From Bugzilla Helper:
User-Agent: Mozilla/5.0 (X11; U; Linux i686; en-US; rv:1.4) Gecko/20030922
Description of problem:
When a Python program starts a new thread, and this new thread forks,
the forked process ingores signals. It will not terminate, or dump
core if that would be applicable, when it receives a signal.
Version-Release number of selected component (if applicable):
python-2.2.3-5 (kernel-2.4.21-4.EL glibc-2.3.2-95.6)
Steps to Reproduce:
1.Run the attached test case.
Actual Results: After execution of the parent program threads
finishes, there is still a python process around, continuing to sleep.
Expected Results: The child process should have died and produced a core.
Apparently, Python subthreads blocks signals. /proc/*/status for
subthreads includes the line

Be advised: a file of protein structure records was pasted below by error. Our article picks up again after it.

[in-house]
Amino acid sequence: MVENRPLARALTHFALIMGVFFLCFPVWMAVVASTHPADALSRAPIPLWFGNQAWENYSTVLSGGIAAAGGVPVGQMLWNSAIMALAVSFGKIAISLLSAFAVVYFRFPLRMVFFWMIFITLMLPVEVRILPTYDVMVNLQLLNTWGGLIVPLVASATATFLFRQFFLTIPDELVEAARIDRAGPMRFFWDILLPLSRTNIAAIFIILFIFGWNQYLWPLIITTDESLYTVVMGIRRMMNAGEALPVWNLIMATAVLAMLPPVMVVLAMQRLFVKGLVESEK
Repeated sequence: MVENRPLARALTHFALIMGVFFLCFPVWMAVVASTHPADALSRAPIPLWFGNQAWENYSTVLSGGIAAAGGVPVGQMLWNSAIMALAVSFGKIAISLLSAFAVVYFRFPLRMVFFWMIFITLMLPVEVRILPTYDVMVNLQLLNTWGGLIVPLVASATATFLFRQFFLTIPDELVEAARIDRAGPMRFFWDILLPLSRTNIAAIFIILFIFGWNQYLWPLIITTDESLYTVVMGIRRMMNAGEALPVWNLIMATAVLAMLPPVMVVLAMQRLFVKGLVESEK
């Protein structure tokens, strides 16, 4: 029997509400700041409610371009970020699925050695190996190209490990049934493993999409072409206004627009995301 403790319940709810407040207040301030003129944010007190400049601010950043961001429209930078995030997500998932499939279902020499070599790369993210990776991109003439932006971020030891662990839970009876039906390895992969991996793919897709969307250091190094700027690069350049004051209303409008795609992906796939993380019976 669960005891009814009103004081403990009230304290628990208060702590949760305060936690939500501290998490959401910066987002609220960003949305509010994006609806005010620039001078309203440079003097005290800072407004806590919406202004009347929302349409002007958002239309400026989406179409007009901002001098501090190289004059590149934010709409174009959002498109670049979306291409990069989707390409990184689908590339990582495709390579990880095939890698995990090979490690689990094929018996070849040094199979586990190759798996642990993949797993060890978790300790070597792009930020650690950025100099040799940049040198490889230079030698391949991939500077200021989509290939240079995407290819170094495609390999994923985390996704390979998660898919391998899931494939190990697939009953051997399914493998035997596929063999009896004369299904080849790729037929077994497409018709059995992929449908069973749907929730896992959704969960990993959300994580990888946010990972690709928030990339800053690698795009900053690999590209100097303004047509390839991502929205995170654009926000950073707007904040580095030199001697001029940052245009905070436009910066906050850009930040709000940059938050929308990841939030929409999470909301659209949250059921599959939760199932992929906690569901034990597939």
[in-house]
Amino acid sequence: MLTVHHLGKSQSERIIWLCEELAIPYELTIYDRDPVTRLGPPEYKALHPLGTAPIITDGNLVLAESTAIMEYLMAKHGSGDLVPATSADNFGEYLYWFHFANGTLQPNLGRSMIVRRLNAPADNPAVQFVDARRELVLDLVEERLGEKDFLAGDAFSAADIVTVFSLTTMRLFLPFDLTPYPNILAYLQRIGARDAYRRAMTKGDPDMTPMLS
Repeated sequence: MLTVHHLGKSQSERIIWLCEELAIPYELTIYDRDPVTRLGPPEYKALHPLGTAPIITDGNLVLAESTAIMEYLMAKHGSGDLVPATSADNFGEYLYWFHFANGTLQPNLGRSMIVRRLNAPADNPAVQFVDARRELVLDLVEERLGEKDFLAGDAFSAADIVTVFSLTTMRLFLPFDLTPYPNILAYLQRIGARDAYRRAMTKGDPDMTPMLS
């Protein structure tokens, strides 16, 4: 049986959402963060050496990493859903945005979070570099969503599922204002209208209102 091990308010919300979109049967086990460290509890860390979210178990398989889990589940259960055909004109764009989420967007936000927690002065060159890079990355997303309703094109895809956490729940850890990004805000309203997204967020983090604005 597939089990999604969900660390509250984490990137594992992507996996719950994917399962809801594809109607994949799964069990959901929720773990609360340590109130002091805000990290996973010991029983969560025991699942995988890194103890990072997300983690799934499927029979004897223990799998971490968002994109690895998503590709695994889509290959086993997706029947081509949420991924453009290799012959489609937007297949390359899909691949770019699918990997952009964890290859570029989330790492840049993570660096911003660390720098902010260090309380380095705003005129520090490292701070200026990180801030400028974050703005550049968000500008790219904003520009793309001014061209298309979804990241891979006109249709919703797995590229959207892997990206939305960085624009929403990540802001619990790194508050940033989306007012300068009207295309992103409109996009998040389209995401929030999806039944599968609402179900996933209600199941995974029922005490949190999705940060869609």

The Python documentation says one should only install signal handlers
in the main thread, and only the main thread will recieve signals. So
this is probably in order. But when the subthread forks, the new
process inherits this signal mask, which seems to be incorrect
behaviour. I would assume, if Python sets this signal mask for
threads, it should also reset it again after a fork.
At first this appears to be a Python bug, and maybe I should report it
upstreams. But I'm not sure if it in some way interacts with the NPTL
fixes of Red Hat, I thought it was safer to start here.
Created attachment 96234 [details]
Python program illustrating the behaviour.
After some additional investigations, we have reproduced this on Sun
Solaris too. I assume this means it is a Python rather than Red Hat
bug, and I've reported it to their bug system:
Thanks for your help, I was going to try to reproduce it but didn't
get around to do it.